CHARLESTON (AP) - Quilter Charli Fulton has won armloads of awards for her hand-stitched masterpieces, but she jumped up and down when she learned she would be competing in the 2014 American Quilter's Society QuiltWeek in Paducah, Ky.
And with a $20,000 "Best of Show" award at stake, who wouldn't jump for joy?
Her hand-stitched quilt "Vandalia Album" will hang alongside 405 others in the 30th annual contest, which will be held April 23 to 26. Quilters from 48 states and 10 countries are competing for $125,000 in cash prizes. The event is expected to draw 30,000 visitors to the town.
QUALITY WORK — Charli Fulton sits for a photo as she displays one of her quilts at her home in Charleston. Fulton has been selected as a semi-finalist for the upcoming 2014 AQS QuiltWeek in Paducah, Ky. She will display her quilt, Vandalia Album, along with 405 other quilters. -- Associated Press
"It's very competitive," Fulton said.
She has participated in numerous shows and won plenty of awards, but Fulton said participating in QuiltWeek is a high honor.
Fulton, who will celebrate her 64th birthday on March 27, grew up in Maine and was a college freshman at Middlebury College in Vermont when she made her first quilt top.
"It laid in a closet for 15 years."
She went on to law school at Northeastern University in Boston. Her love for quilting took a back seat as she pursued a law career.
"As a law student I worked in Fairmont and really liked West Virginia," she said. "I've been here since 1980."
After more than three decades in law, she decided to retire in 2012 and pursue other interests. Although she found practicing law was rewarding, she wanted time to hone her quilting skills and learn more about art and music.
Over the years she has taken a few quilting classes, joined quilting groups and honed her skills on her own.
She now lives in North Charleston with husband, Joe Miller, whose careers have ranged from lawyer to web designer. He has a good eye for art and offers helpful design suggestions for her quilting creations.
The couple have dedicated a whole room in their house to quilting, with piles of material sorted by color, assorted threads and a Bernina sewing machine.
Fulton keeps a journal with pictures and notes about her work and is always learning. She has been designing her own quilts and working without patterns since 2000.
She is part of several quilting organizations with members from all walks of life whose ages range from 20s to 80s.
"I'm a total addict," she said. "It's really satisfying to make something with your hands."
She finds she is most productive early in the morning when she heads to her quilting studio. She enjoys being there throughout the morning designing or piecing and quilting by machine. A couple of hours in the evening are often spent doing hand applique or hand quilting.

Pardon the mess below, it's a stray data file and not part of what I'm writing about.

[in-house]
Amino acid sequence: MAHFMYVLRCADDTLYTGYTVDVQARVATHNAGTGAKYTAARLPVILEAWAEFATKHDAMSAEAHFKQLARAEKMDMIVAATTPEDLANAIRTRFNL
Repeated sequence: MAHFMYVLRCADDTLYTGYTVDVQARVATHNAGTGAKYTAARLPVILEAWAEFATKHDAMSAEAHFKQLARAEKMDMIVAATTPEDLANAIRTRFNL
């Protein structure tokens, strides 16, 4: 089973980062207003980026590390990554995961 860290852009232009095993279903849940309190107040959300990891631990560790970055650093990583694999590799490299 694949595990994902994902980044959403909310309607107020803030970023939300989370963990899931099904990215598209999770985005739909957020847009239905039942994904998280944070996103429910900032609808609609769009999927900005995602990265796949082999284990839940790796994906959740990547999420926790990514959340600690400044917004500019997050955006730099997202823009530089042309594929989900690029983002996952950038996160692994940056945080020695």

"When I'm stuck and don't know what to do next, I look at the quilt right before going to bed," she said. "In the morning I go directly to my studio. Often, the solution will pop into my head then. Another thing I've learned to do is to stop work at a point where I know what's coming next. That way, when I come back to work, I have an easy starting point."
Fulton has lost track of the number of quilts she has made.
"I have 30 or 40 in the house and gave lots away," she said. "My best one, I gave to my sister. It appraised for $5,000. I felt like a rock star."
That quilt is based on Katsushika Hokusai's "Great Wave off Kanagawa" print. She often takes inspiration from artists in other media, including a series of quilts based on the Shaker drawings of Hannah Cohoon and Polly Collins of trees of life.
The masterpiece she is taking to the upcoming show is in a traditional-looking quilt, but one of her own design. It contains 25 of her favorite flowers that burst into color in their individual blocks. The intricate stitches were all done by hand. There are a few tiny fabric ladybugs throughout the design...they cover the blood stains she endured while stitching.
Fulton doesn't know how much this quilt is worth, because she has not had it appraised.
Although she is a nationally-recognized quilter, Fulton said she still wants to perfect her skills and learn more about art.
"I would like to learn to design things that look well balanced and have good use of color," she said. "I want to learn to use sheer fabric and do more hand dyeing."
She loves traveling to the various shows as a competitor as well as to see the beautiful quilts that are works of art.
She is looking forward to meeting her sister, Diane Fulton, of Wisconsin, at the upcoming show in Paducah where the population triples for the prestigious event. There will be special exhibits, artists who specialize in a variety of areas, and lots of churches offering special dinners as fundraisers.
"The town goes all out," said Fulton who attended the show in 2009 and was part of it in 2002.
The American Quilter's Society hosts seven shows annually, each with its own quilt contest. Shows are also held in Lancaster, Pa.; Phoenix, Ariz.; Charlotte, N.C.; Grand Rapids, Mich.; Chattanooga, Tenn.; and Des Moines, Iowa.